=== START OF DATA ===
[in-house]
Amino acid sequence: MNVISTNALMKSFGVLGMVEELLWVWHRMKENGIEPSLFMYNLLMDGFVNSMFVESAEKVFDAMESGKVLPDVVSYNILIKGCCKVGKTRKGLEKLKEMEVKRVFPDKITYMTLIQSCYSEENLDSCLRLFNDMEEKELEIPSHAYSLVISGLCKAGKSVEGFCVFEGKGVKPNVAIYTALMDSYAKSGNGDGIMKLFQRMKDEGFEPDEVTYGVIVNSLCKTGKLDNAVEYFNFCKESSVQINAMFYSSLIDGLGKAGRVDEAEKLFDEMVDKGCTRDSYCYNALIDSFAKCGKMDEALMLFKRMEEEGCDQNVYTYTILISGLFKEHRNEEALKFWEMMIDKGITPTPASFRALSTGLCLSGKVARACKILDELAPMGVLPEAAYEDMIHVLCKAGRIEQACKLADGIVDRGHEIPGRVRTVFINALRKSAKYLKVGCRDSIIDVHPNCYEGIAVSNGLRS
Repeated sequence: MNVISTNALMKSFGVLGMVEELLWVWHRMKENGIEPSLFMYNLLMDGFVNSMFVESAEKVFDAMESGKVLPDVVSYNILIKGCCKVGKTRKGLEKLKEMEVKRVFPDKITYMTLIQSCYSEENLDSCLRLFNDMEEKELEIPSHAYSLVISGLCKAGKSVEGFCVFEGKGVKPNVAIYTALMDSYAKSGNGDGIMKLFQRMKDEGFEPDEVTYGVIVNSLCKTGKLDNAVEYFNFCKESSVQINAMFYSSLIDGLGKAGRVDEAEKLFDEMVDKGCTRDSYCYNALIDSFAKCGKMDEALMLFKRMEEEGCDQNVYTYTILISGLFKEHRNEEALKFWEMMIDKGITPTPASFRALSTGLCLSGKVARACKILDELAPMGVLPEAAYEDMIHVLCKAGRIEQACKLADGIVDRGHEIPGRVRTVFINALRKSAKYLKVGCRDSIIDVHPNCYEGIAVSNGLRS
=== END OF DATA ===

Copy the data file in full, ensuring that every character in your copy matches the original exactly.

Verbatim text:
[in-house]
Amino acid sequence: MNVISTNALMKSFGVLGMVEELLWVWHRMKENGIEPSLFMYNLLMDGFVNSMFVESAEKVFDAMESGKVLPDVVSYNILIKGCCKVGKTRKGLEKLKEMEVKRVFPDKITYMTLIQSCYSEENLDSCLRLFNDMEEKELEIPSHAYSLVISGLCKAGKSVEGFCVFEGKGVKPNVAIYTALMDSYAKSGNGDGIMKLFQRMKDEGFEPDEVTYGVIVNSLCKTGKLDNAVEYFNFCKESSVQINAMFYSSLIDGLGKAGRVDEAEKLFDEMVDKGCTRDSYCYNALIDSFAKCGKMDEALMLFKRMEEEGCDQNVYTYTILISGLFKEHRNEEALKFWEMMIDKGITPTPASFRALSTGLCLSGKVARACKILDELAPMGVLPEAAYEDMIHVLCKAGRIEQACKLADGIVDRGHEIPGRVRTVFINALRKSAKYLKVGCRDSIIDVHPNCYEGIAVSNGLRS
Repeated sequence: MNVISTNALMKSFGVLGMVEELLWVWHRMKENGIEPSLFMYNLLMDGFVNSMFVESAEKVFDAMESGKVLPDVVSYNILIKGCCKVGKTRKGLEKLKEMEVKRVFPDKITYMTLIQSCYSEENLDSCLRLFNDMEEKELEIPSHAYSLVISGLCKAGKSVEGFCVFEGKGVKPNVAIYTALMDSYAKSGNGDGIMKLFQRMKDEGFEPDEVTYGVIVNSLCKTGKLDNAVEYFNFCKESSVQINAMFYSSLIDGLGKAGRVDEAEKLFDEMVDKGCTRDSYCYNALIDSFAKCGKMDEALMLFKRMEEEGCDQNVYTYTILISGLFKEHRNEEALKFWEMMIDKGITPTPASFRALSTGLCLSGKVARACKILDELAPMGVLPEAAYEDMIHVLCKAGRIEQACKLADGIVDRGHEIPGRVRTVFINALRKSAKYLKVGCRDSIIDVHPNCYEGIAVSNGLRS